1 Department of Public Health, Department of Public Health, Faculty of Health and Medical Sciences, Københavns Universitet2 Section of General Practice, Department of Public Health, Faculty of Health and Medical Sciences, Københavns Universitet3 Forskningsenheden for Almen Praksis, Eksterne centre, Københavns Universitet4 Department of Public Health, Faculty of Health and Medical Sciences, Københavns Universitet5 unknown6 Department of Civil Engineering7 Section of General Practice, Department of Public Health, Faculty of Health and Medical Sciences, Københavns Universitet
BACKGROUND: The aim of this study was to describe the antibiotic prescribing rate in patients with acute exacerbation of chronic obstructive pulmonary disease (AECOPD), to analyse predictors for antibiotic prescribing and to explore the influence of the use C-reactive protein (CRP) rapid test. METHODS: A cross-sectional study was carried out in January and February 2008 in primary care. General practitioners (GPs) from six countries (Denmark, Sweden, Lithuania, Russia, Spain and Argentina) registered all patients with AECOPD during a 3-week period. A multilevel logistic regression model was estimated using two hierarchical levels, (i) patients and (ii) physicians, and was used to analyse the association between antibiotic prescribing and potential predictors for antibiotic use: patients' age and gender, duration and symptoms and signs of exacerbations (fever, cough, dyspnoea, sputum volume and purulence) and the results of the CRP test. RESULTS: A total of 617 GPs registered 1233 patients with AECOPD. A total of 970 patients (79%) were prescribed antibiotics, varying from 49% (Denmark) to 93% (Russia). The presence of purulent sputum was the strongest predictor for antibiotic treatment (odds ratio [OR] 8.7; 95% confidence interval [CI] 5.9-12.8). CRP determination was carried out mainly in Denmark and Sweden and its use was the strongest protective factor for antibiotic therapy (OR 0.3; 95% CI 0.2-0.6). GPs that used CRP testing weighted purulent sputum lower than GPs who did not use CRP testing. CRP values had a strong influence on the antibiotic prescribing rate. CONCLUSIONS: Antibiotic treatment for AECOPD is very high. This study shows that GPs performing CRP rapid tests prescribe fewer antibiotics than those who do not.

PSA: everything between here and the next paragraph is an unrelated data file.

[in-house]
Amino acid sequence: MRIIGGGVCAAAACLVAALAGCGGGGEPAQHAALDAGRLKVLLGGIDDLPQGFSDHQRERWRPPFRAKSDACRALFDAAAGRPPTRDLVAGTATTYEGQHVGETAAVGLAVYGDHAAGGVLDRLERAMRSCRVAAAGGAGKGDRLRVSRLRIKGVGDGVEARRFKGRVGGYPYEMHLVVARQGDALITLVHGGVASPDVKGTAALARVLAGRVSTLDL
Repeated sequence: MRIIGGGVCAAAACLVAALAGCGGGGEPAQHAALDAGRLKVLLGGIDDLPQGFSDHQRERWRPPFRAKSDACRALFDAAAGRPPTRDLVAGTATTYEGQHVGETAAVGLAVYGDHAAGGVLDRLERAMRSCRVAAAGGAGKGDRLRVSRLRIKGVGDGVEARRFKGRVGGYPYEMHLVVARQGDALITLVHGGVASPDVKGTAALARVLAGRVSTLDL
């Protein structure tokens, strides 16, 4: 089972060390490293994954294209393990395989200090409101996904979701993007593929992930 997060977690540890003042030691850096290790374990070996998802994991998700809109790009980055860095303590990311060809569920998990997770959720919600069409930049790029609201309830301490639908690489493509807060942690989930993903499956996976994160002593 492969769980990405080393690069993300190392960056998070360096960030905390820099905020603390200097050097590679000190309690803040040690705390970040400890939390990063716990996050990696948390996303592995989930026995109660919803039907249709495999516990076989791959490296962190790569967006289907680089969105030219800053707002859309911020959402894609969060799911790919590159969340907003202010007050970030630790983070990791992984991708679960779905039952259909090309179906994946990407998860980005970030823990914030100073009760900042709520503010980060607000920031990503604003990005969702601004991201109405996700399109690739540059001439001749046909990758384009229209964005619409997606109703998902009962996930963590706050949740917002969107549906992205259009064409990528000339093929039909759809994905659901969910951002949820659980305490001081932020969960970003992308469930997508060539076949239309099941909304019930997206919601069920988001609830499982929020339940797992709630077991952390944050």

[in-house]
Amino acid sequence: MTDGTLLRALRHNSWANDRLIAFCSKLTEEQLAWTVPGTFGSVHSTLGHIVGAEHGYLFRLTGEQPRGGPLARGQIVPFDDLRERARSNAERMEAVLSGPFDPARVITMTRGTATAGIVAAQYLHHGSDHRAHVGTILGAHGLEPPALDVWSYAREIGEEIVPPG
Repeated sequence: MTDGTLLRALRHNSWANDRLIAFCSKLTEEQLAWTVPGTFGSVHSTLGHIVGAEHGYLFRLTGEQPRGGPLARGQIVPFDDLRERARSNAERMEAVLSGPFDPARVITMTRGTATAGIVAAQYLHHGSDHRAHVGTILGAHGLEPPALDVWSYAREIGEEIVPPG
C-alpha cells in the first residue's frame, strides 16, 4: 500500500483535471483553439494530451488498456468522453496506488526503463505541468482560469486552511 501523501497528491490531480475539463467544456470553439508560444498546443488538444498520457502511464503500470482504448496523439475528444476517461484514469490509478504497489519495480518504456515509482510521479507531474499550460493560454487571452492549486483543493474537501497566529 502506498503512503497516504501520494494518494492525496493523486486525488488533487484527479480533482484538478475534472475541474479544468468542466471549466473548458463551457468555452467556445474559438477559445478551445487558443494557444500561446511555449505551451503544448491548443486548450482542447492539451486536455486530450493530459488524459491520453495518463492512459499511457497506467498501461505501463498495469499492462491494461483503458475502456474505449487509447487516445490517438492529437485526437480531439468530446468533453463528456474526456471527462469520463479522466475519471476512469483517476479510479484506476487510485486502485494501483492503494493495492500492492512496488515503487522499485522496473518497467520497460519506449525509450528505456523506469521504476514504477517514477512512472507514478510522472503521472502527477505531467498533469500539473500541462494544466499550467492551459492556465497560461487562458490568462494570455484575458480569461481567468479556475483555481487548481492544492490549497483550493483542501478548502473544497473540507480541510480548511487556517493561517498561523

Therapeutic Advances in Respiratory Disease, 2013, Vol 7, Issue 3, p. 131-137
Aged; Aged, 80 and over; Anti-Bacterial Agents; C-Reactive Protein; Cross-Sectional Studies; Female; General Practitioners; Humans; Logistic Models; Male; Middle Aged; Physician's Practice Patterns; Primary Health Care; Pulmonary Disease, Chronic Obstructive; Sputum